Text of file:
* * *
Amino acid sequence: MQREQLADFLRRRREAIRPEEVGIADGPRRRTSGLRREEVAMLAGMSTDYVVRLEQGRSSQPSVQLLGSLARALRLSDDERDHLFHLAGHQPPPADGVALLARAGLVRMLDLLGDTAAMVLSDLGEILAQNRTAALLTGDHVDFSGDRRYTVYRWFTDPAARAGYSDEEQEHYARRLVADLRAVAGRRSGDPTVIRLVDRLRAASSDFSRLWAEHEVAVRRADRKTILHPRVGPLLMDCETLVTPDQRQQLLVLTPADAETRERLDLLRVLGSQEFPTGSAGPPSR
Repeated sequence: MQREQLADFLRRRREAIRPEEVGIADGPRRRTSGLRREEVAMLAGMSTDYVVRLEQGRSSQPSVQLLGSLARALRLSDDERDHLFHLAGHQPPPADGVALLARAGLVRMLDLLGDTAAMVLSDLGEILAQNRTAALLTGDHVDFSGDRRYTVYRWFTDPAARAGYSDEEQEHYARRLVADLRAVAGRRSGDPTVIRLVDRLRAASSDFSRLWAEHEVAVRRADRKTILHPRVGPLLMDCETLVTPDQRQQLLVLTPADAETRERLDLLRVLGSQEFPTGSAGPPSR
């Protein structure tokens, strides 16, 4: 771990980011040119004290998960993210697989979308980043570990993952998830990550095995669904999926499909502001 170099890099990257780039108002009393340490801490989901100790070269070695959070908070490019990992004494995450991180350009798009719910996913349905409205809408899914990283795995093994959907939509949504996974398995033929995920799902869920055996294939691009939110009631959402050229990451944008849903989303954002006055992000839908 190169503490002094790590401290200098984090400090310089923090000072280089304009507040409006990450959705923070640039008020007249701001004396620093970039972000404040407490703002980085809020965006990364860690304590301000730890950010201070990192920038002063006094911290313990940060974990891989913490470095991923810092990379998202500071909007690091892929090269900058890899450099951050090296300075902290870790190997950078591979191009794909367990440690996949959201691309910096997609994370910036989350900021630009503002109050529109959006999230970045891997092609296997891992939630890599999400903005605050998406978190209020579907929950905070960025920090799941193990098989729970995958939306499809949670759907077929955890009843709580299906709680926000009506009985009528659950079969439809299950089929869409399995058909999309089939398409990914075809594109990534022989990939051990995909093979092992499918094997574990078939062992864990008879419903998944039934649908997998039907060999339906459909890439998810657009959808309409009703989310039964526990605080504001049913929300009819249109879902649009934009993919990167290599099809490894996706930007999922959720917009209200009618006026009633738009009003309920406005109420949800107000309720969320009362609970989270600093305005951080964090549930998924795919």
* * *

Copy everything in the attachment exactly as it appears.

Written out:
Amino acid sequence: MQREQLADFLRRRREAIRPEEVGIADGPRRRTSGLRREEVAMLAGMSTDYVVRLEQGRSSQPSVQLLGSLARALRLSDDERDHLFHLAGHQPPPADGVALLARAGLVRMLDLLGDTAAMVLSDLGEILAQNRTAALLTGDHVDFSGDRRYTVYRWFTDPAARAGYSDEEQEHYARRLVADLRAVAGRRSGDPTVIRLVDRLRAASSDFSRLWAEHEVAVRRADRKTILHPRVGPLLMDCETLVTPDQRQQLLVLTPADAETRERLDLLRVLGSQEFPTGSAGPPSR
Repeated sequence: MQREQLADFLRRRREAIRPEEVGIADGPRRRTSGLRREEVAMLAGMSTDYVVRLEQGRSSQPSVQLLGSLARALRLSDDERDHLFHLAGHQPPPADGVALLARAGLVRMLDLLGDTAAMVLSDLGEILAQNRTAALLTGDHVDFSGDRRYTVYRWFTDPAARAGYSDEEQEHYARRLVADLRAVAGRRSGDPTVIRLVDRLRAASSDFSRLWAEHEVAVRRADRKTILHPRVGPLLMDCETLVTPDQRQQLLVLTPADAETRERLDLLRVLGSQEFPTGSAGPPSR
């Protein structure tokens, strides 16, 4: 771990980011040119004290998960993210697989979308980043570990993952998830990550095995669904999926499909502001 170099890099990257780039108002009393340490801490989901100790070269070695959070908070490019990992004494995450991180350009798009719910996913349905409205809408899914990283795995093994959907939509949504996974398995033929995920799902869920055996294939691009939110009631959402050229990451944008849903989303954002006055992000839908 190169503490002094790590401290200098984090400090310089923090000072280089304009507040409006990450959705923070640039008020007249701001004396620093970039972000404040407490703002980085809020965006990364860690304590301000730890950010201070990192920038002063006094911290313990940060974990891989913490470095991923810092990379998202500071909007690091892929090269900058890899450099951050090296300075902290870790190997950078591979191009794909367990440690996949959201691309910096997609994370910036989350900021630009503002109050529109959006999230970045891997092609296997891992939630890599999400903005605050998406978190209020579907929950905070960025920090799941193990098989729970995958939306499809949670759907077929955890009843709580299906709680926000009506009985009528659950079969439809299950089929869409399995058909999309089939398409990914075809594109990534022989990939051990995909093979092992499918094997574990078939062992864990008879419903998944039934649908997998039907060999339906459909890439998810657009959808309409009703989310039964526990605080504001049913929300009819249109879902649009934009993919990167290599099809490894996706930007999922959720917009209200009618006026009633738009009003309920406005109420949800107000309720969320009362609970989270600093305005951080964090549930998924795919």